Typically, data is passed from the functional (or unit) tests in Rails, as shown in Listing 6. In Listing 6, the user passed three parameters, “id”, “name”, and “type”, respectively.

post :create, :id => 300, :name => "ravi", :type => 1

The common notion about Rails is that the parameters are passed as a simple string. However, this is not the case as discussed in the section titled “Rails Parameters and HashMaps.” Rails parameters get captured in a HashMap; that holds true in the case of functional or unit tests as well. In the case of regular URL parameters like the ones passed from a browser or Net::Http, interpretation of the parameters as a simple string might still hold good and one may be able to parse the parameters and do validations with simple string search, regular expressions, or sophisticated tools like Treetop. The parsing of the parameters as strings works very well too with a tool like Treetop. However, on the flip side, once the user has done all the unit testing of the controller and jumps into writing the Rails Functional Tests, the user realizes that the parsing of the URL parameters as a simple string doesn’t hold good any longer. This is so because paramters passed through controller tests, as shown in Listing 6, get passed as a “pair” in a HashMap and not as a string. It is always wise to read the parameters shown in Listing 2 as parameters.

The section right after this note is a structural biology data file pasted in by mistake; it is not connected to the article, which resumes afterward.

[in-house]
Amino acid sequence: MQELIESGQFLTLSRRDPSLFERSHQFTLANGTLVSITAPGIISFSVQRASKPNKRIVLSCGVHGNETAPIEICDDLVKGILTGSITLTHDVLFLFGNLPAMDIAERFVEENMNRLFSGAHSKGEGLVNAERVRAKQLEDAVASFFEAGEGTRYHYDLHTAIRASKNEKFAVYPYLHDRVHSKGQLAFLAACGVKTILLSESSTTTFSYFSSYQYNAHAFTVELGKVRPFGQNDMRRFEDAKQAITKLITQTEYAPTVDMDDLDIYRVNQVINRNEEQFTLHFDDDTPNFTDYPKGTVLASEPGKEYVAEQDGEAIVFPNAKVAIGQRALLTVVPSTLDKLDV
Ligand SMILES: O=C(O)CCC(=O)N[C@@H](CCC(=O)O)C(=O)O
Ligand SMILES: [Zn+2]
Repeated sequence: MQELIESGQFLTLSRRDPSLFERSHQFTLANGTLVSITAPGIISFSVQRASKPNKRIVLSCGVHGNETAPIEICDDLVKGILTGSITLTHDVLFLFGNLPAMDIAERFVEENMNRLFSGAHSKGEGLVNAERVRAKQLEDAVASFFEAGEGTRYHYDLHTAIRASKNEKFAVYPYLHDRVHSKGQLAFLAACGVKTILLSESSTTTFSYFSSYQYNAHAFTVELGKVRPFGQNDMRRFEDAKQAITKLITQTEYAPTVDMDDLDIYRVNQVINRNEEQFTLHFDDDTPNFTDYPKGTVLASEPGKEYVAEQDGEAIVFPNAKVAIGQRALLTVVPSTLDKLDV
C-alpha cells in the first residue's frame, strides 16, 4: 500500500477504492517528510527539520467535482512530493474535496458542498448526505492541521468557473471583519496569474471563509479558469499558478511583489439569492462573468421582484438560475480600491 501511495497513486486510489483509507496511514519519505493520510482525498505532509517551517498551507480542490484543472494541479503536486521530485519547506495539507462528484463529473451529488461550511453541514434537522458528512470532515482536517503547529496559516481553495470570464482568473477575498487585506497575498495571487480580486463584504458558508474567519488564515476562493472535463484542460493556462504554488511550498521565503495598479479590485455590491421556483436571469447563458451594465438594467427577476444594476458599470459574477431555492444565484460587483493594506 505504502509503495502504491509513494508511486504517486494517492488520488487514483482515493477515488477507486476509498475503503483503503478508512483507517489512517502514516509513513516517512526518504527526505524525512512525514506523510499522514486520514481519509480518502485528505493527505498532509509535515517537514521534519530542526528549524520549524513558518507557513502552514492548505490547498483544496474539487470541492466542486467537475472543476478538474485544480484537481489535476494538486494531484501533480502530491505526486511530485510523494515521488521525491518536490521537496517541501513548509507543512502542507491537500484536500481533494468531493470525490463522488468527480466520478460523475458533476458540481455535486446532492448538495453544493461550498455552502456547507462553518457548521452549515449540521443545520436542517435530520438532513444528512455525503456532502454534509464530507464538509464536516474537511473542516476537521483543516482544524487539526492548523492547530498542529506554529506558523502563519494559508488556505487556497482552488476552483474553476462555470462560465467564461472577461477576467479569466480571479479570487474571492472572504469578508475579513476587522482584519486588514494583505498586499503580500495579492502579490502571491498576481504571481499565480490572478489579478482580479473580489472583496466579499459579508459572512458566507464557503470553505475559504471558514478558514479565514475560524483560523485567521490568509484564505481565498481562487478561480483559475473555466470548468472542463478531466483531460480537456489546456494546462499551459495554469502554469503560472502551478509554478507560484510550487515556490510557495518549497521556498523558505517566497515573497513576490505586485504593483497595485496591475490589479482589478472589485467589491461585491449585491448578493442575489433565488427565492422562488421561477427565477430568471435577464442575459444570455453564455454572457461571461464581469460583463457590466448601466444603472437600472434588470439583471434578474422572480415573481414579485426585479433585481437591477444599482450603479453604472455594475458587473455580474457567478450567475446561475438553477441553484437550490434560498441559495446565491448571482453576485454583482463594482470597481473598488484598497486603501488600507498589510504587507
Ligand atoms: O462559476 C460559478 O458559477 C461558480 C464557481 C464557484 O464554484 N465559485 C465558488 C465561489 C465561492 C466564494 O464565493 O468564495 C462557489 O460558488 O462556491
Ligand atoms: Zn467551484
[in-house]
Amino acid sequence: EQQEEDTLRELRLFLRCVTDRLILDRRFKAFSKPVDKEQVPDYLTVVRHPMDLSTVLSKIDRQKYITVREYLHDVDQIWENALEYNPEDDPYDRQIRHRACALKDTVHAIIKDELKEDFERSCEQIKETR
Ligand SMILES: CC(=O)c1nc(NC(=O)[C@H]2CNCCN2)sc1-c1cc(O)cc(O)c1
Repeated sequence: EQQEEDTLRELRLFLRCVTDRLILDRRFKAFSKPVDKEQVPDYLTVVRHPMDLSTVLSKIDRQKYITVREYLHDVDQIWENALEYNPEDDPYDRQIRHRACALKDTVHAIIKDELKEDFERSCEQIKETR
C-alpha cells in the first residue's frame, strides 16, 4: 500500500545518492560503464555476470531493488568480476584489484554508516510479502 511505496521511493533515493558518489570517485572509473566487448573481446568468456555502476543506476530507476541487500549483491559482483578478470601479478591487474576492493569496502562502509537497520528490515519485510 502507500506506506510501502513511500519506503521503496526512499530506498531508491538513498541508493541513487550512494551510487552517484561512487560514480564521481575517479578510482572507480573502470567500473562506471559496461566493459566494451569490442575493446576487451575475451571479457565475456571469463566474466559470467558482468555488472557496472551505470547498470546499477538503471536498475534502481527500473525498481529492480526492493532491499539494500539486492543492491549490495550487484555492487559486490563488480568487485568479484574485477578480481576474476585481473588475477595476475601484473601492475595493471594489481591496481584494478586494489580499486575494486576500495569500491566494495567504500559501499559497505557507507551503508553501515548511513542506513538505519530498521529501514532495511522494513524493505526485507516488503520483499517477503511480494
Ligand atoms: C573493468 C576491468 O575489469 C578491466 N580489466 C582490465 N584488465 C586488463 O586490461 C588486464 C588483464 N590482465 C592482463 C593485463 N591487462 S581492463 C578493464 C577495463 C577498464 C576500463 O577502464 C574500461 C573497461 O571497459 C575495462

This particular article discussed a set of wrong notions that users have about Rails parameters and how one needs to deal with them in real life.